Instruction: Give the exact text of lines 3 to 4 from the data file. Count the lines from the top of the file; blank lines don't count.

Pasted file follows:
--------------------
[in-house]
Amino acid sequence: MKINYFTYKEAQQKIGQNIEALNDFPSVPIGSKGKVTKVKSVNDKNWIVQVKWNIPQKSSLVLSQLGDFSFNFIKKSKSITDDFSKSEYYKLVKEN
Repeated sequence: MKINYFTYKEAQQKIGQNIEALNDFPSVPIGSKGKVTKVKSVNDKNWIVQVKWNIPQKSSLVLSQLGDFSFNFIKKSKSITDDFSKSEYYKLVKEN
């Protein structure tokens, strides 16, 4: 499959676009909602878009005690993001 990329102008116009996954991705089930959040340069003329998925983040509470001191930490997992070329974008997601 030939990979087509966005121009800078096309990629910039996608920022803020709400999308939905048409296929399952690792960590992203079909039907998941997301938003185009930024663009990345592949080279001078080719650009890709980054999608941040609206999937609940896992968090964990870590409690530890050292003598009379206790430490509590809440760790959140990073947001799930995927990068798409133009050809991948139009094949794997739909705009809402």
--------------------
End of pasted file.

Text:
Repeated sequence: MKINYFTYKEAQQKIGQNIEALNDFPSVPIGSKGKVTKVKSVNDKNWIVQVKWNIPQKSSLVLSQLGDFSFNFIKKSKSITDDFSKSEYYKLVKEN
């Protein structure tokens, strides 16, 4: 499959676009909602878009005690993001 990329102008116009996954991705089930959040340069003329998925983040509470001191930490997992070329974008997601 030939990979087509966005121009800078096309990629910039996608920022803020709400999308939905048409296929399952690792960590992203079909039907998941997301938003185009930024663009990345592949080279001078080719650009890709980054999608941040609206999937609940896992968090964990870590409690530890050292003598009379206790430490509590809440760790959140990073947001799930995927990068798409133009050809991948139009094949794997739909705009809402």